In This Article Expand or collapse the "in this article" section Public Memory and Heritage of Slavery

  • Introduction
  • Data Sources
  • Journal Issues
  • Comparative Studies
  • United States
  • Brazil
  • Cuba
  • France and French Caribbean
  • England
  • Netherlands
  • West Africa
  • Commemorations
  • Museums
  • Reparations for Slavery

Atlantic History Public Memory and Heritage of Slavery
Ana Lucia Araujo
  • LAST REVIEWED: 08 June 2017
  • LAST MODIFIED: 19 December 2012
  • DOI: 10.1093/obo/9780199730414-0130


The study of public memory and heritage of slavery emerged during the 1980s. In various former slave societies, the rise of the public memory of slavery and the development of specific projects to highlight the multiple facets of its heritage were carried out by social actors who identify themselves as descendants of the victims of the Atlantic slave trade and who attempted to denounce the present social and racial inequalities. Since the 1990s, especially in West Africa, an increasing number of venues sought to “crystallize” the public memory of slavery in more permanent forms, including monuments and memorials. These initiatives were associated with cultural tourism and sought to attract tourists to countries with severe economic needs. Institutions played an important role in this process. Launched in 1994, the Slave Route project of the United Nations Educational, Scientific and Cultural Organization (UNESCO) developed numerous initiatives, which contributed to a growing interest in public memory and heritage of slavery among scholars. Three events played an important role in promoting the study of the memory and heritage of slavery in Europe, Africa, and the Americas: In 2001, France passed law number 2001-434 recognizing slavery and the slave trade as crimes against humanity; in 2007 and 2008, Britain and the United States, respectively, commemorated the bicentennial of the abolition of the slave trade. These celebrations resulted in numerous public activities, which, in turn, created a growing scholarly interest on how slavery was remembered in the public sphere. Despite this growing interest, several regions remain to be covered. Spanish-speaking countries of Latin America remain largely understudied. In Europe, Portugal and Spain have not yet developed initiatives to remember slavery and the slave trade in the public space. Moreover, the need is urgent to study the memory of slavery in East and West Central Africa, as the latter regions exported the largest number of Africans. The study of public memory of slavery and the Atlantic slave trade faces particular challenges. First, the slave trade and slavery lasted more than three hundred years, affecting various regions of the world. Second, the witnesses of these crimes against humanity are not alive, and in most regions of the Americas, except for the United States, and Africa where slavery was a central institution their testimonies were not systematically collected. Third, there are competing memories in the public space. Whereas the descendants of the victims formulate demands to redress inherited social, economic, and racial inequalities, the descendants of the perpetrators also attempt to make their past officially recognized.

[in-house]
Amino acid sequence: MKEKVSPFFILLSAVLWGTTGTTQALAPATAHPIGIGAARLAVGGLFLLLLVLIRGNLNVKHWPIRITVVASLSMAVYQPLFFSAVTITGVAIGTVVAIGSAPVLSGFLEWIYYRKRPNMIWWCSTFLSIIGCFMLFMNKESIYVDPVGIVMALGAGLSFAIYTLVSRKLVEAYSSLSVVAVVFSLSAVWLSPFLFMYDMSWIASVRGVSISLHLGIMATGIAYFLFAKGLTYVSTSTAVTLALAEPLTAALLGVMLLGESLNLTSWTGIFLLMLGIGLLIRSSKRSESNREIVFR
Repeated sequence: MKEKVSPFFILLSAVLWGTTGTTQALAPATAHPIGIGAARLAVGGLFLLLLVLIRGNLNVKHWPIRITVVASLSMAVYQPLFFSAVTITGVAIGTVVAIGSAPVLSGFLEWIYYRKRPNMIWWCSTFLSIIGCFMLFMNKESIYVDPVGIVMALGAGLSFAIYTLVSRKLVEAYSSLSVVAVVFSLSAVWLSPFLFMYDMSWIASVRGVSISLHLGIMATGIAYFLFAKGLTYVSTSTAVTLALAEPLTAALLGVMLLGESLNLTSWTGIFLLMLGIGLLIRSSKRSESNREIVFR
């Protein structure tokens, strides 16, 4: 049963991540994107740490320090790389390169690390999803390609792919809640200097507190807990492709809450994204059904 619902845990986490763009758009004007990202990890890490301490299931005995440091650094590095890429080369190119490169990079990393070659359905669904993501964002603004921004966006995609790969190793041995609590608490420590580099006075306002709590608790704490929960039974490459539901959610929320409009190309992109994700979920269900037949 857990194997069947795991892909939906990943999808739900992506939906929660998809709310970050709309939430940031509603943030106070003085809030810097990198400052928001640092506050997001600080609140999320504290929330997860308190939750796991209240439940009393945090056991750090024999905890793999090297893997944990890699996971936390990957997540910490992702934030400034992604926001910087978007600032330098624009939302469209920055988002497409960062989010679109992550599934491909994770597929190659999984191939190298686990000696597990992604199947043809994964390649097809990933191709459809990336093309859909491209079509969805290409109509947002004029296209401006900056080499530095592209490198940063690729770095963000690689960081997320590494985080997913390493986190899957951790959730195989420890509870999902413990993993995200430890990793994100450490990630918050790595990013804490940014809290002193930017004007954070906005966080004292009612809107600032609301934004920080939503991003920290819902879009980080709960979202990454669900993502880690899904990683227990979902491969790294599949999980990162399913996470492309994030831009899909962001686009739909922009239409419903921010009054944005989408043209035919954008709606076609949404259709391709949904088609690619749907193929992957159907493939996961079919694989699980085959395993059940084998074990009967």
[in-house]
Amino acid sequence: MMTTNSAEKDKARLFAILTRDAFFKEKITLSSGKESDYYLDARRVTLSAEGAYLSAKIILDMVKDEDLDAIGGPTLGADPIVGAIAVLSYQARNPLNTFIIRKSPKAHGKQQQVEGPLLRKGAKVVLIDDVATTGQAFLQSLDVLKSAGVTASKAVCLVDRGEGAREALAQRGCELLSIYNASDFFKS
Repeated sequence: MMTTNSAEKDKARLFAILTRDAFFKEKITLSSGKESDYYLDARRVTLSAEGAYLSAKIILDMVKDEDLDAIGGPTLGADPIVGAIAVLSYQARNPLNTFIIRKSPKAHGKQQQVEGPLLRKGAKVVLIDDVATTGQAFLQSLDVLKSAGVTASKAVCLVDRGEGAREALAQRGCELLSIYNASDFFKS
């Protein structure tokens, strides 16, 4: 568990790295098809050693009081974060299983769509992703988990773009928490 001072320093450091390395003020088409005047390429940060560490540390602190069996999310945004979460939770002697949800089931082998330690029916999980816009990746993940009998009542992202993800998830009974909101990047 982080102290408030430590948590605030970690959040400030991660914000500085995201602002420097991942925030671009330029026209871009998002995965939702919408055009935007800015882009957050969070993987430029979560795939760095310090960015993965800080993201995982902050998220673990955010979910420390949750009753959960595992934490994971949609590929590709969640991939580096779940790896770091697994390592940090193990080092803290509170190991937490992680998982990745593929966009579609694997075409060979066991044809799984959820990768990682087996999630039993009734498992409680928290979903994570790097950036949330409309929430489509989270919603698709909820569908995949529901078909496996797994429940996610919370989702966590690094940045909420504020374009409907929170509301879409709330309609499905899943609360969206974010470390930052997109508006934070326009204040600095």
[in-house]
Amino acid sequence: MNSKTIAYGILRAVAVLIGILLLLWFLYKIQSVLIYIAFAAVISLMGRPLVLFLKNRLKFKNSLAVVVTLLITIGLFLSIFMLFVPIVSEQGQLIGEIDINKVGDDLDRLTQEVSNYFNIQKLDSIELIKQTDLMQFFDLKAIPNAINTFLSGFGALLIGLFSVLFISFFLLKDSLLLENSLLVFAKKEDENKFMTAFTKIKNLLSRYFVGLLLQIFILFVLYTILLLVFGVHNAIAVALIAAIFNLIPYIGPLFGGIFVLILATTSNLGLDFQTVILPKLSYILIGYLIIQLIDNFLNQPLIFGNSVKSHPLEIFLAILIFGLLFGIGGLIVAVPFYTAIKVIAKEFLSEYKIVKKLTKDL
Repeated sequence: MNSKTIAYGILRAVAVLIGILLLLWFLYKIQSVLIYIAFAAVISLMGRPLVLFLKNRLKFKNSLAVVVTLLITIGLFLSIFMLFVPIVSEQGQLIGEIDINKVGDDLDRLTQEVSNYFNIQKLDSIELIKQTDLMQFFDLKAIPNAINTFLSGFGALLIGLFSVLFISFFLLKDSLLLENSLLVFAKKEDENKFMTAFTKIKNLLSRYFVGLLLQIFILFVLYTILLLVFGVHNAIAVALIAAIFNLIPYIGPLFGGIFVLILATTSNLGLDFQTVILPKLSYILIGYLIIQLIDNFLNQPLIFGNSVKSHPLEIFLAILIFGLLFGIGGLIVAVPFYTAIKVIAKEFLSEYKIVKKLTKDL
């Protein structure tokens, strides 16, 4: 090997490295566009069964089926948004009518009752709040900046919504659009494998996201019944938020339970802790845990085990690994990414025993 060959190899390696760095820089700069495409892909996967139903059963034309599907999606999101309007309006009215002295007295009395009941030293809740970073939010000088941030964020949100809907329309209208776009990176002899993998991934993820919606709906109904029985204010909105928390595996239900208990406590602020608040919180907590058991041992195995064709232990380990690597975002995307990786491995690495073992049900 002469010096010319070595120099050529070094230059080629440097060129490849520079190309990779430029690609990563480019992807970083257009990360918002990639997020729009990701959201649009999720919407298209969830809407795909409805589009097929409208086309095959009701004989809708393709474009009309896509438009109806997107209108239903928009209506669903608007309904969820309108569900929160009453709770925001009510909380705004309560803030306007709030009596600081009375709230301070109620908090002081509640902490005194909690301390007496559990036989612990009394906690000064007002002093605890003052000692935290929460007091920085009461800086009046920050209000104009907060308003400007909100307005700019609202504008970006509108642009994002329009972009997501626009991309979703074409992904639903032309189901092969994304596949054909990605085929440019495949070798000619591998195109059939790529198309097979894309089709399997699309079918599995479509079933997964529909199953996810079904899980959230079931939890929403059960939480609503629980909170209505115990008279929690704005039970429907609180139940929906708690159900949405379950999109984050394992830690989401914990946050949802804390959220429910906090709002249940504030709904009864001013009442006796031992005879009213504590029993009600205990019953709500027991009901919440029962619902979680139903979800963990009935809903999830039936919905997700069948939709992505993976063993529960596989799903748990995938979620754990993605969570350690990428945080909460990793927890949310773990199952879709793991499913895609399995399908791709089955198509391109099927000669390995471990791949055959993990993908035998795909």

Data Sources

Several online resources focus on the public memory of slavery in Europe and the Americas. These Internet resources include visual records (L’esclavage par l’image, Handler and Tuite 2011), museum exhibitions (Slavery in New York), heritage sites (Landscape of Slavery: Mulberry Row at Monticello), and documentary films (Mattos and Abreu 2007, Mattos and Abreu 2005b, Cicalò 2010) made by scholars, which are available online.

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